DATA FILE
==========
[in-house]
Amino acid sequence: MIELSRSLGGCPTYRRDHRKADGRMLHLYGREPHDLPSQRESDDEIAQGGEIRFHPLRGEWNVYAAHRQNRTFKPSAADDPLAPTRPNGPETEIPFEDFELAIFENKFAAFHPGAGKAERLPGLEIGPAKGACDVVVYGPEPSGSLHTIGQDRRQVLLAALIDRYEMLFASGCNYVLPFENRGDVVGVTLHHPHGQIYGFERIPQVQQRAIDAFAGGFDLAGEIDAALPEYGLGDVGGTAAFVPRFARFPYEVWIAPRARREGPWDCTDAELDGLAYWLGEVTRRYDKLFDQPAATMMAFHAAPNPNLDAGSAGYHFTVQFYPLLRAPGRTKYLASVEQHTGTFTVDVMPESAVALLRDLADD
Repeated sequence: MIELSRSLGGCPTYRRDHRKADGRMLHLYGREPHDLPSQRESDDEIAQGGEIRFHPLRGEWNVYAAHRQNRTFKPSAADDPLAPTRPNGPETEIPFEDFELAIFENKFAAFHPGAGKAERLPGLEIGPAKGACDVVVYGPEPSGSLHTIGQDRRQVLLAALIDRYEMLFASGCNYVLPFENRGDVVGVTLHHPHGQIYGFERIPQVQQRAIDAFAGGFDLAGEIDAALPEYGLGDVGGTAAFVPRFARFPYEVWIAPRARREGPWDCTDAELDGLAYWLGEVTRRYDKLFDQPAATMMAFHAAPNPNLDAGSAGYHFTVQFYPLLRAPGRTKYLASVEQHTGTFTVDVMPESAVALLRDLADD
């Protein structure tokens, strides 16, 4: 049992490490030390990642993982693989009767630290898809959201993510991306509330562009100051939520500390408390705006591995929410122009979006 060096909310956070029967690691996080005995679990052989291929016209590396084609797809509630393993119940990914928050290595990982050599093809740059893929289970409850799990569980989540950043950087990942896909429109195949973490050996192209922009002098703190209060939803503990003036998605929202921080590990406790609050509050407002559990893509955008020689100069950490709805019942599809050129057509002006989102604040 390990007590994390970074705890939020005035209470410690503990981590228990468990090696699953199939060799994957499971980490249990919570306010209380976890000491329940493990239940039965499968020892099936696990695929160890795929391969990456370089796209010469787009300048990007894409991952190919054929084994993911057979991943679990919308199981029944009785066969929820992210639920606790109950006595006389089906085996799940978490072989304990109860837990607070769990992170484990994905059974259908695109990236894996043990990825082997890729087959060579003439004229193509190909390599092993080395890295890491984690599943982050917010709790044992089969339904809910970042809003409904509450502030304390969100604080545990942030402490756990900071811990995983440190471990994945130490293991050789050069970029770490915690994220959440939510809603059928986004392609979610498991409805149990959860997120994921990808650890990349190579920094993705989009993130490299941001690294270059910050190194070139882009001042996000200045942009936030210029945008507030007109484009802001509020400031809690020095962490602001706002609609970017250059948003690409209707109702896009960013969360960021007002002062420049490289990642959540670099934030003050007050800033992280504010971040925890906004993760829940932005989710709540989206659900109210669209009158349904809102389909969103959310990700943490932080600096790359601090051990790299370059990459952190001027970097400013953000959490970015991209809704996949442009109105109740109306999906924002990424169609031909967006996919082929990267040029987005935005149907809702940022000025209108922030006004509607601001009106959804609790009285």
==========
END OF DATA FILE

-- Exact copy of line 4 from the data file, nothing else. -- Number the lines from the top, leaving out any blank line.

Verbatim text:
């Protein structure tokens, strides 16, 4: 049992490490030390990642993982693989009767630290898809959201993510991306509330562009100051939520500390408390705006591995929410122009979006 060096909310956070029967690691996080005995679990052989291929016209590396084609797809509630393993119940990914928050290595990982050599093809740059893929289970409850799990569980989540950043950087990942896909429109195949973490050996192209922009002098703190209060939803503990003036998605929202921080590990406790609050509050407002559990893509955008020689100069950490709805019942599809050129057509002006989102604040 390990007590994390970074705890939020005035209470410690503990981590228990468990090696699953199939060799994957499971980490249990919570306010209380976890000491329940493990239940039965499968020892099936696990695929160890795929391969990456370089796209010469787009300048990007894409991952190919054929084994993911057979991943679990919308199981029944009785066969929820992210639920606790109950006595006389089906085996799940978490072989304990109860837990607070769990992170484990994905059974259908695109990236894996043990990825082997890729087959060579003439004229193509190909390599092993080395890295890491984690599943982050917010709790044992089969339904809910970042809003409904509450502030304390969100604080545990942030402490756990900071811990995983440190471990994945130490293991050789050069970029770490915690994220959440939510809603059928986004392609979610498991409805149990959860997120994921990808650890990349190579920094993705989009993130490299941001690294270059910050190194070139882009001042996000200045942009936030210029945008507030007109484009802001509020400031809690020095962490602001706002609609970017250059948003690409209707109702896009960013969360960021007002002062420049490289990642959540670099934030003050007050800033992280504010971040925890906004993760829940932005989710709540989206659900109210669209009158349904809102389909969103959310990700943490932080600096790359601090051990790299370059990459952190001027970097400013953000959490970015991209809704996949442009109105109740109306999906924002990424169609031909967006996919082929990267040029987005935005149907809702940022000025209108922030006004509607601001009106959804609790009285």